Sometimes intervention services such as physical, occupational, speech therapy, or developmental therapy may be helpful during the first couple of years after birth, enhancing progress and preventing delays or developmental deficits.

 

Afraid of Needles

Nobody enjoys getting a needle, but getting the occasional needle is a fact of life. Babies, kids and teens get them for immunizations as well as for blood tests and other routine medical care. Some children who have been treated in a hospital have endured intravenous injections as well. In fact, no one knows when they might have to receive a needle for emergency medical care. This being the case, it is highly inconvenient to have an intense fear of needles! Unfortunately, many kids are afraid of the pain that accompanies receiving a needle and some children have an actual needle phobia – a reaction involving irrational terror and panic.

If your child is afraid of needles, consider the following tips:

Use Emotional Coaching
If your child is afraid of getting a needle, try using emotional coaching. Emotional coaching is the naming and accepting of feelings. In this scenario, you can say such things as “I know you’re afraid the needle will hurt,” or “I know you don’t want to have the needle – nobody really likes getting needles.” Acknowledge your child’s fears without minimizing or discounting them. For instance, DON’T tell him the needle won’t hurt or that it’s not such a big deal or that he is being a baby! When you simply accept the fact that he’s fearful, it actually helps take away some of the fear. However, if your acceptance does nothing to minimize feelings of panic, it is still valuable: it shows the child that you take his feelings seriously. This helps develops the child’s emotional intelligence which, over time, helps the child have greater comfort with his own and other people’s feelings. (Emotional Intelligence also leads to success in every area of functioning.)

Be Careful Not to Reinforce Fears
Avoidance makes fears worse – don’t solve the problem by letting your child skip the needle if it isn’t absolutely necessary or if it can be taken on a later date. Moreover, try not to show excessive interest in the fear (i.e. by constantly talking about it). Make your communications and interventions on the topic brief, matter-of-fact and low-key.

Try Simple Techniques First
Some kids can be bribed out of their fear, so if offering a treat or privilege helps to distract the child from fear, then go ahead and do it. Similarly, if distracting the child at the time of the needle with a joke, a funny face, a question or a puppet will help the child get through the moment comfortably, then go for it! However, if your child’s anticipatory anxiety is way too high for such simple interventions, then consider the techniques below.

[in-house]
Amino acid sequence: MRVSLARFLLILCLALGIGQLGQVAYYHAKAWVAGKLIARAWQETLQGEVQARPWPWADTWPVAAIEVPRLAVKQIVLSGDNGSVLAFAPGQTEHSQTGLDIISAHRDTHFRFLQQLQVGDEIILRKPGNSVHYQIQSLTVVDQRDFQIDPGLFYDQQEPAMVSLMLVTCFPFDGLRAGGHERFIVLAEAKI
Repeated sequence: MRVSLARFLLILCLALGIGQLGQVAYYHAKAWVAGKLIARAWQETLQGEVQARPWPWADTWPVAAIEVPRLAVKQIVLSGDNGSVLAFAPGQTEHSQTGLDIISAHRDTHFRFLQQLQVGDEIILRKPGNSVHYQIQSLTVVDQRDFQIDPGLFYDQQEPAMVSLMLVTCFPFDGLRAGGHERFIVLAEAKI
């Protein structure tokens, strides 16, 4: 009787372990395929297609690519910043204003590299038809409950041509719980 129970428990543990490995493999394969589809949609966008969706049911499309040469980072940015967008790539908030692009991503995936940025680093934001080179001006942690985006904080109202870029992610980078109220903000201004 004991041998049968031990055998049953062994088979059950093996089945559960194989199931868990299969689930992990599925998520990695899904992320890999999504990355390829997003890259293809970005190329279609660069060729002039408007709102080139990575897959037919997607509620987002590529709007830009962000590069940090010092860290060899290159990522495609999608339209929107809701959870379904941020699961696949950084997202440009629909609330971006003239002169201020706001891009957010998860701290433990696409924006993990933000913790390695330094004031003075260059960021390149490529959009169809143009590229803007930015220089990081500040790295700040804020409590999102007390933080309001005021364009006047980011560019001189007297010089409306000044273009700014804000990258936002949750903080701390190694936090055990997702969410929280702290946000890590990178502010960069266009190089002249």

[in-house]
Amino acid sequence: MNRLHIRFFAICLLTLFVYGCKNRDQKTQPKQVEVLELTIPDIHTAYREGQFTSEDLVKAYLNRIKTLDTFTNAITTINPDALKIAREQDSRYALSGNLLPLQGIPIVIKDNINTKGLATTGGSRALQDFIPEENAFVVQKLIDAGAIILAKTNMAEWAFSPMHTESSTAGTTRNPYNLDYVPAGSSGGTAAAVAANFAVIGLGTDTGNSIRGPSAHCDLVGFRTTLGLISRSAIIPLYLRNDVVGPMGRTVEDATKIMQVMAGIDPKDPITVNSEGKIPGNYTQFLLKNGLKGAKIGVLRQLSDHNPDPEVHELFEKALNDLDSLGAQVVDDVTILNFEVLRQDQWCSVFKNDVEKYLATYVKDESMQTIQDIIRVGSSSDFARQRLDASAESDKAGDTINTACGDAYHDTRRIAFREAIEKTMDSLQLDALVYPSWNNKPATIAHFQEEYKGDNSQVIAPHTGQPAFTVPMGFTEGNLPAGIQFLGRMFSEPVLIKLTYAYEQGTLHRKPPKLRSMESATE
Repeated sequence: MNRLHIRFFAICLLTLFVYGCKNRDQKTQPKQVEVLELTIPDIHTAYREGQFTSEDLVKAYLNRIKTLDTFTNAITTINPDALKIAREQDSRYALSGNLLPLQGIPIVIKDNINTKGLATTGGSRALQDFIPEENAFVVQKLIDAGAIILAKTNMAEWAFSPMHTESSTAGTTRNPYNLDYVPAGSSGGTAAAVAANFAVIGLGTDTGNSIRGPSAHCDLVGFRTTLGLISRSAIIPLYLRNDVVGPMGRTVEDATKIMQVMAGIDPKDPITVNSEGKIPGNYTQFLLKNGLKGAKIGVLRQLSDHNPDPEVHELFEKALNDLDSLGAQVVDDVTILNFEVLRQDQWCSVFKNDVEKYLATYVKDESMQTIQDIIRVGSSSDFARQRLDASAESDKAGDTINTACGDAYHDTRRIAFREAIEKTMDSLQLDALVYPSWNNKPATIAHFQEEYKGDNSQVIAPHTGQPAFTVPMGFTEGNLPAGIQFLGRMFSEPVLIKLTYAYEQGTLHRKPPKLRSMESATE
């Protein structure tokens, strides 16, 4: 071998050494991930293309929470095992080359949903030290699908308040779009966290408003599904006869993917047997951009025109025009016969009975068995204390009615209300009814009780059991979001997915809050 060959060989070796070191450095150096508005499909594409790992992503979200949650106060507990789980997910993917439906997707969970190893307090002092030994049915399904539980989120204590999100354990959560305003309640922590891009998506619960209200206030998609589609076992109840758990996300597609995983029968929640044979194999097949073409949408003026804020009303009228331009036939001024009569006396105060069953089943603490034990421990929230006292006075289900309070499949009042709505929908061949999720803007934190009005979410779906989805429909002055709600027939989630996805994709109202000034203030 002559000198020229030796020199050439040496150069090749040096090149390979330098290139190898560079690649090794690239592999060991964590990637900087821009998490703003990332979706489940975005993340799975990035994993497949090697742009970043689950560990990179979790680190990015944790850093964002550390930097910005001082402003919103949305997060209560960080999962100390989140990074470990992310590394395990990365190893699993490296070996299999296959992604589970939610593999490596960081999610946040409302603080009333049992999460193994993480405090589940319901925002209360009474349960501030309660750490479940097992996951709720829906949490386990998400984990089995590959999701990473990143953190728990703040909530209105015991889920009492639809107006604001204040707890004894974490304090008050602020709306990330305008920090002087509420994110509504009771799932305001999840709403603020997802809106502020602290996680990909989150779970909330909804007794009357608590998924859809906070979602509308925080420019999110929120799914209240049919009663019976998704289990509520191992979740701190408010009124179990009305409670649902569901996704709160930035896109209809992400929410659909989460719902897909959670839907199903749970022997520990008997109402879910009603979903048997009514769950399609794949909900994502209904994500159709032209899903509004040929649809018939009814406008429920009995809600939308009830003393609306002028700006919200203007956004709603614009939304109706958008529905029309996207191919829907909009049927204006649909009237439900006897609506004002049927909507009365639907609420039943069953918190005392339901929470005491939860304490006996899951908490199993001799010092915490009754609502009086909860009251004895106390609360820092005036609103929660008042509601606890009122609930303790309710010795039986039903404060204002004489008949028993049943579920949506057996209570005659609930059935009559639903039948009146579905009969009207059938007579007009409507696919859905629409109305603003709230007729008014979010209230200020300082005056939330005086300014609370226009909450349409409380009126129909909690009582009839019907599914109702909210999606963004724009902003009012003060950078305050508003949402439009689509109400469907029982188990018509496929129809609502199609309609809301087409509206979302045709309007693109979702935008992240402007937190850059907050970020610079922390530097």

Teach Strategies to Cope with Fear
Teach your child how to use his imagination to help him stay calm and confident. Right now, your child is imagining his skin being painfully punctured. He is fixated on the moment of pain. You can instruct him to imagine the time period AFTER the needle – he can picture himself leaving the doctor’s office with a nice lollipop in his mouth, or a storybook that you’ve bought for him, or (if he’s older) the new game on his handheld device. (Of course, you don’t really have to get the child anything new; he can just imagine having one of his old favorites with him!) Imagination is strengthened by asking the child to close his eyes and cross his arms across his chest, Indian Chief style. He should then picture leaving the doctor’s office happily while he taps alternating left, right, left, right with his hands on his upper arms or shoulders. Tapping like this for one to three minutes is all that is necessary and can be repeated whenever he starts to feel fearful. Bi-lateral tapping helps the imagination take root deep in the mind where it can affect the emotional centers.   Another thing you can do, is teach your youngster breathing techniques to help calm his nerves, particularly when he is about to receive his needle. One simple technique that is easy to teach is to have your child think the word “in” while breathing in and think the word “out” while breathing out.  In addition,  you might look into a fear-busting technique called Emotional Freedom Technique (EFT). This is a simple form of acupressure that you can do with your child before his gets his needle. It involves tapping lightly on your child’s body on meridian pathways on the face, chest and fingers. In many cases, the technique causes the fear to completely disappear in a matter of minutes. In other cases, it brings the fear down to a more manageable level. There are many internet resources for learning EFT – a very easy and quick technique to reduce fear and other negative emotions.